- 3 Post By Preceptor
I grew up watching my father repeatedly wreaking havoc around the house and barbarically assaulting my mom night after night.
In the context above, if I, as a writer, want to convey a more revengeful nuance that the speaker is absolutely despising his father for all the pain he has caused to the family, is there any way to rephrase "my father" because I can't get past feeling that the possessive pronoun "my" somewhat seems to be a bit too endearing and cozy a word to be used on someone he hates so much.
If I want to keep "father", do I have to keep "my" also?
or is it a cultural thing I can't really mess with?
Any suggestions would be greatly appreciated.
Last edited by rainous; 21-Dec-2011 at 05:00.
Re: my father
The use of 'my' is rather unavoidable. But I understand the desire to remove any affectionate connotations from it. This can be done with some additions.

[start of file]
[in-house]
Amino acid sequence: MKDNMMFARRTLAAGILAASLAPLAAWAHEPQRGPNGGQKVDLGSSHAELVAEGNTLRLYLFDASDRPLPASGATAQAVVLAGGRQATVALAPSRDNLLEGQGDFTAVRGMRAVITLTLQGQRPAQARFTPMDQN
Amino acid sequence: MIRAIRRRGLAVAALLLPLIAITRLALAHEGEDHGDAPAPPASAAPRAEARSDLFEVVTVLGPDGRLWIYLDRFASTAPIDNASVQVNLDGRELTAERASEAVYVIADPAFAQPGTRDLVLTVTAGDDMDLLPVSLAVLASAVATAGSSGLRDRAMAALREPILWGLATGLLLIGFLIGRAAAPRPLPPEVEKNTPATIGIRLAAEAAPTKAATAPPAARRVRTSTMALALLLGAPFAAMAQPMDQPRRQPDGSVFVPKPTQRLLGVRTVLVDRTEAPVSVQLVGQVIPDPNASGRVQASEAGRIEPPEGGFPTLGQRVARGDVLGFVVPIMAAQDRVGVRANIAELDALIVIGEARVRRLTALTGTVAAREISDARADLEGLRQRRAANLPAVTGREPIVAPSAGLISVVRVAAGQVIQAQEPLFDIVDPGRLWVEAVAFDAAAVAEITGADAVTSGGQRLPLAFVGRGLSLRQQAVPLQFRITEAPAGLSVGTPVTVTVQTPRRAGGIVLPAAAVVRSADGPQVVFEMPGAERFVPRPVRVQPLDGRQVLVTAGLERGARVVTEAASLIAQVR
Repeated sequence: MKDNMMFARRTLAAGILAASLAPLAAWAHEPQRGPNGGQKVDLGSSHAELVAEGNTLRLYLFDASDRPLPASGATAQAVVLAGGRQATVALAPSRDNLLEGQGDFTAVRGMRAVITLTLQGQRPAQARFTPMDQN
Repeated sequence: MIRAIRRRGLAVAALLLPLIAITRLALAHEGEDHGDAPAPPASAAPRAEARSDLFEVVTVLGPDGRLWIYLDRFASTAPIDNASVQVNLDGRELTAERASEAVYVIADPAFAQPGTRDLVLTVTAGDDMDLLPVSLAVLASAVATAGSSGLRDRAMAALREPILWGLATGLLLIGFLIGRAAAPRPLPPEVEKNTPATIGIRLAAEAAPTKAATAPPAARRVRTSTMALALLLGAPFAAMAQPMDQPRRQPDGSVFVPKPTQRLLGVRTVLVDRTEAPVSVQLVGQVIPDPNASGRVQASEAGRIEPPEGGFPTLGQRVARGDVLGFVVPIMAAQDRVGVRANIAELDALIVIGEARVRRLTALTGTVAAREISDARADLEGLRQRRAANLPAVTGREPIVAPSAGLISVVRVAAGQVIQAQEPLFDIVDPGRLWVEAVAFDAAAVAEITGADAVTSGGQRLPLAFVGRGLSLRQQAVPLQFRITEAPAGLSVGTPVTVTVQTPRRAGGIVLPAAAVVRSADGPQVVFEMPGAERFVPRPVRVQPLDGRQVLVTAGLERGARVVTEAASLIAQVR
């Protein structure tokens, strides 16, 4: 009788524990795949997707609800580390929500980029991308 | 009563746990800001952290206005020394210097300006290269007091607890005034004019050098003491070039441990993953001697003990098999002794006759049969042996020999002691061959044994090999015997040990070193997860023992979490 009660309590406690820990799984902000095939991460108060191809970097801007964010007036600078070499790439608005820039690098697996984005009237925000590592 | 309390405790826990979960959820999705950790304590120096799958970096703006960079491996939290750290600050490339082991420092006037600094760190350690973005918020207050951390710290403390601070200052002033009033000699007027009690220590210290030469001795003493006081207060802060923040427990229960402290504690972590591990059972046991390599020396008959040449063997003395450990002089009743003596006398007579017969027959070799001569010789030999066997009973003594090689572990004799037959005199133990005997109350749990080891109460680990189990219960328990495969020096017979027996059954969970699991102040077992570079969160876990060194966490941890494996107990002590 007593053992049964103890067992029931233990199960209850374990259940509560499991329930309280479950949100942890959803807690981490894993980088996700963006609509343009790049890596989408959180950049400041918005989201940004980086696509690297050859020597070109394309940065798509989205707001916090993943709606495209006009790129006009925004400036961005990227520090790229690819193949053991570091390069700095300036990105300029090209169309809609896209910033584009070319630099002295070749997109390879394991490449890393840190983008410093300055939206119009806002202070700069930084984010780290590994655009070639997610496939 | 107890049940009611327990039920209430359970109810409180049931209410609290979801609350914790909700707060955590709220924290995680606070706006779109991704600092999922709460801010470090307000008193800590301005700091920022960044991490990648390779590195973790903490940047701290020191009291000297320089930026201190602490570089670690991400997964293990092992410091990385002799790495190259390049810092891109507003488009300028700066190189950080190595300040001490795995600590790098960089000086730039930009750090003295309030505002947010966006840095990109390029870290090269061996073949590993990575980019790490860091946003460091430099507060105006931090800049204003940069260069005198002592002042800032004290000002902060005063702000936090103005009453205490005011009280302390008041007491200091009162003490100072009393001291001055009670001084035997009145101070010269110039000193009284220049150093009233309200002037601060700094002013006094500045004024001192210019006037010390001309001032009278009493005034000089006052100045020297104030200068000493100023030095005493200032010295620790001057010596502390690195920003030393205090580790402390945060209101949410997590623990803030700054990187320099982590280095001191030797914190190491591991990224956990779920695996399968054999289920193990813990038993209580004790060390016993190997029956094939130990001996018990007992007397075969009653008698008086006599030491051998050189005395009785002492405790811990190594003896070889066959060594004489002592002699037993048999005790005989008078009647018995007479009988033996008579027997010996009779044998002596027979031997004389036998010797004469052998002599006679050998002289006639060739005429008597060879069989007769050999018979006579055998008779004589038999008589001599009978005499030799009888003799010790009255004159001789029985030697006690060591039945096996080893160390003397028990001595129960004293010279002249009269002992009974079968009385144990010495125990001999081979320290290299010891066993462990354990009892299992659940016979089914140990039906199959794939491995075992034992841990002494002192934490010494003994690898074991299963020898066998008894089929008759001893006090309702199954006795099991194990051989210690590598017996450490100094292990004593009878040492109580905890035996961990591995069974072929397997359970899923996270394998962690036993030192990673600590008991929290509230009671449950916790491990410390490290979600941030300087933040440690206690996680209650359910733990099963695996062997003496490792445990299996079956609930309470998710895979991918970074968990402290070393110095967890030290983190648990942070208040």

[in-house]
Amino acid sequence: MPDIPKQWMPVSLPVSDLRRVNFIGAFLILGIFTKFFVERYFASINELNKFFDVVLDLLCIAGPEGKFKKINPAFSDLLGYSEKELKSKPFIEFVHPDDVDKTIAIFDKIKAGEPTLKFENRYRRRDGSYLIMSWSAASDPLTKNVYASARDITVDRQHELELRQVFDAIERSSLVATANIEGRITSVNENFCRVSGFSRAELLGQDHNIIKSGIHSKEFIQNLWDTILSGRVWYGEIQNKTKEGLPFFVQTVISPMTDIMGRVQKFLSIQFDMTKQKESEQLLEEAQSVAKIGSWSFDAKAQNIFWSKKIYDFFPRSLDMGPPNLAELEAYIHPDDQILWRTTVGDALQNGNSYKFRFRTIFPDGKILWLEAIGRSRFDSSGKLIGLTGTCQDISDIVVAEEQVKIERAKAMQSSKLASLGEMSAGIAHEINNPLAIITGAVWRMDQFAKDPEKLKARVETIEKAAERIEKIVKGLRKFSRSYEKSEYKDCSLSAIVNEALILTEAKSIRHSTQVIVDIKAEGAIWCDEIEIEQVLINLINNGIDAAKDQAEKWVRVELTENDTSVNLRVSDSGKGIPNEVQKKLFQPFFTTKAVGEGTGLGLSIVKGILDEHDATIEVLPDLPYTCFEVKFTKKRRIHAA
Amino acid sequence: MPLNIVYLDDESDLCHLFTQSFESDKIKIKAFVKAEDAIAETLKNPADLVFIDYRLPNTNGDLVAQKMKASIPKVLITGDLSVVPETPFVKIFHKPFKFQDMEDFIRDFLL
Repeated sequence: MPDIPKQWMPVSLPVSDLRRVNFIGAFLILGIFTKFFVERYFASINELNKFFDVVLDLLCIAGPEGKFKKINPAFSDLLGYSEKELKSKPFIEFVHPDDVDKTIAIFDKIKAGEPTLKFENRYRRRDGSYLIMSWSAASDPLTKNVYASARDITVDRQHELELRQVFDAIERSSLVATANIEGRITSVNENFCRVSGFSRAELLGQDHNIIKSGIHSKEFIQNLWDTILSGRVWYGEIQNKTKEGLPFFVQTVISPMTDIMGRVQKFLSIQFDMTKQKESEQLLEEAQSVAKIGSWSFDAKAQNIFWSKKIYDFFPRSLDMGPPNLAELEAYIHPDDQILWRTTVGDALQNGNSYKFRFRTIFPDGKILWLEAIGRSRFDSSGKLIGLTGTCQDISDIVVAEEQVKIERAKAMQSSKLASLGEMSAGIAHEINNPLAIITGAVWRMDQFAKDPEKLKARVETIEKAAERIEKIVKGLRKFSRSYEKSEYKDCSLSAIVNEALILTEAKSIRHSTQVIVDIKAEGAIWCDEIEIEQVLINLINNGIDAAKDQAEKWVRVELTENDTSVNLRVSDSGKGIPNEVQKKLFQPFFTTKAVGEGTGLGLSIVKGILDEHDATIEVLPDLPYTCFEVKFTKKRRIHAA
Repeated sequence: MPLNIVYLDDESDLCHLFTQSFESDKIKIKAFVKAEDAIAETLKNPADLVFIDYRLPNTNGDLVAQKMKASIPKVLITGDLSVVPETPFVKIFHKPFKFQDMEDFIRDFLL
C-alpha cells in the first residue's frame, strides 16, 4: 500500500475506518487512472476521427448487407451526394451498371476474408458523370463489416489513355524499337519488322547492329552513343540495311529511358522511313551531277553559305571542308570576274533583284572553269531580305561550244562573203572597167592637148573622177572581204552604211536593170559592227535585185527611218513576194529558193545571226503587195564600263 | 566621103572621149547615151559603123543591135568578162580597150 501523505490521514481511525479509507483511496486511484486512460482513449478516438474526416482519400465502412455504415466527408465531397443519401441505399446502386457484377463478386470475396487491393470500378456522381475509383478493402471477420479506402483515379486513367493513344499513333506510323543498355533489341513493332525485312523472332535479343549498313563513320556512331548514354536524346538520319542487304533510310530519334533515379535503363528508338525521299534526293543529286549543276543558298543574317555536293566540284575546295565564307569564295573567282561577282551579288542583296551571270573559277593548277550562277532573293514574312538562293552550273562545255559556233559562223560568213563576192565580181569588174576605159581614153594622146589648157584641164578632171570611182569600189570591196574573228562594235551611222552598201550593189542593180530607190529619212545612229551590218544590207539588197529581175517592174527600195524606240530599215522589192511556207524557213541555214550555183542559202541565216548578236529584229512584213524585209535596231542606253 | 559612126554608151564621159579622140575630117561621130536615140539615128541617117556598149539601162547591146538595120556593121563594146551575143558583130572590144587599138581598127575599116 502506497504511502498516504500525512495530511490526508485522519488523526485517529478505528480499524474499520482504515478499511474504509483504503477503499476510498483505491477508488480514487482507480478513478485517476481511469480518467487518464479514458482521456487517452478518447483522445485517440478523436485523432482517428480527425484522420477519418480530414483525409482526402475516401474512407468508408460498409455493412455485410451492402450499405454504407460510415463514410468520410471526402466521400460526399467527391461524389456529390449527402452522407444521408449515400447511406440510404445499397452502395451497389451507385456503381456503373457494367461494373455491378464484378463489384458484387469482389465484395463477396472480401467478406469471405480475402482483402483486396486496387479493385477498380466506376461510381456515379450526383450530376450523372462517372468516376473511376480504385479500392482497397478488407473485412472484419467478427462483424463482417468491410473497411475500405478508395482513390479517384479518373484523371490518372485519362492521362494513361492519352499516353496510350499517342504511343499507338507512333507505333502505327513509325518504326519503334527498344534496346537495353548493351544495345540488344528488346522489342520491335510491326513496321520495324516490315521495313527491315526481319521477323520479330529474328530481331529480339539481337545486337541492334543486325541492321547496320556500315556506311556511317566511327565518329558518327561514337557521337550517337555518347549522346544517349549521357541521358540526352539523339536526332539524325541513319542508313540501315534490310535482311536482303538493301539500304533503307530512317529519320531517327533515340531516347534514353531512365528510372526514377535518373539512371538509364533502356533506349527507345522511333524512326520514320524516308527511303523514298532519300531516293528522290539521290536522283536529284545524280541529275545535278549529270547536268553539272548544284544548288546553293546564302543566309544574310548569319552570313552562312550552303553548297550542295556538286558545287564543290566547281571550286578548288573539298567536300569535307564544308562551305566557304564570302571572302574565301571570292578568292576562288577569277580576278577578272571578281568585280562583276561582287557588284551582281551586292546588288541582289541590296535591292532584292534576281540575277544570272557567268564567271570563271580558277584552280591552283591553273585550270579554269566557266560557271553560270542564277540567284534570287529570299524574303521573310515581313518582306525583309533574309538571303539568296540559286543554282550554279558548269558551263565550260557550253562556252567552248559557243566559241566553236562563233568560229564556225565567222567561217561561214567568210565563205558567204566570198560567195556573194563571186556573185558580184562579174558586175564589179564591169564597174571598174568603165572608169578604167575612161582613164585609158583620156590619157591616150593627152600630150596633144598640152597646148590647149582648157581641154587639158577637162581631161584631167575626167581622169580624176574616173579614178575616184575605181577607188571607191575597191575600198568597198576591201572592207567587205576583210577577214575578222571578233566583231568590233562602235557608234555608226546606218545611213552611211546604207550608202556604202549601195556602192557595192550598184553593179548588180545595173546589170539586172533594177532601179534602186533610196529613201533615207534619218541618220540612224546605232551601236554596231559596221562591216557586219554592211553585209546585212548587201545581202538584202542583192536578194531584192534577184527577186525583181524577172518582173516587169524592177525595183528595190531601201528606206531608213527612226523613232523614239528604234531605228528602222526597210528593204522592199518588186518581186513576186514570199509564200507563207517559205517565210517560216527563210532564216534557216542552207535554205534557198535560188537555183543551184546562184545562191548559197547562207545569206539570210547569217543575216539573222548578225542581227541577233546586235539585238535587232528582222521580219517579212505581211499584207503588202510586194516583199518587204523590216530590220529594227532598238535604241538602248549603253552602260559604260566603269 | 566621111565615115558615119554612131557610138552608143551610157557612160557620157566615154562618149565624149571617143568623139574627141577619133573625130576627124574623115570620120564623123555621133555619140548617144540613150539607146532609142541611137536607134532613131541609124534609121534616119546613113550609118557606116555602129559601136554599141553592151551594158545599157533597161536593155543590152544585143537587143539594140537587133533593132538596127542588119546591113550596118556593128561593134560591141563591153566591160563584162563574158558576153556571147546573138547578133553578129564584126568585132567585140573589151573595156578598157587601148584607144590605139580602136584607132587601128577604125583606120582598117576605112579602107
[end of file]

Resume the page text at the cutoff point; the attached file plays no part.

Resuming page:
'I grew up watching my monstrous father...'
'I grew up watching the demon who called himself my father...'
You could also make 'mother' the subject, rather than the direct object, if you switch the verb to the passive voice. Then you shift 'father' away from the focus of the sentence and into a prepositional phrase.
'I grew up watching my mother being barbarically assaulted by my beast of a father, as he wreaked havoc around the house night after night.'
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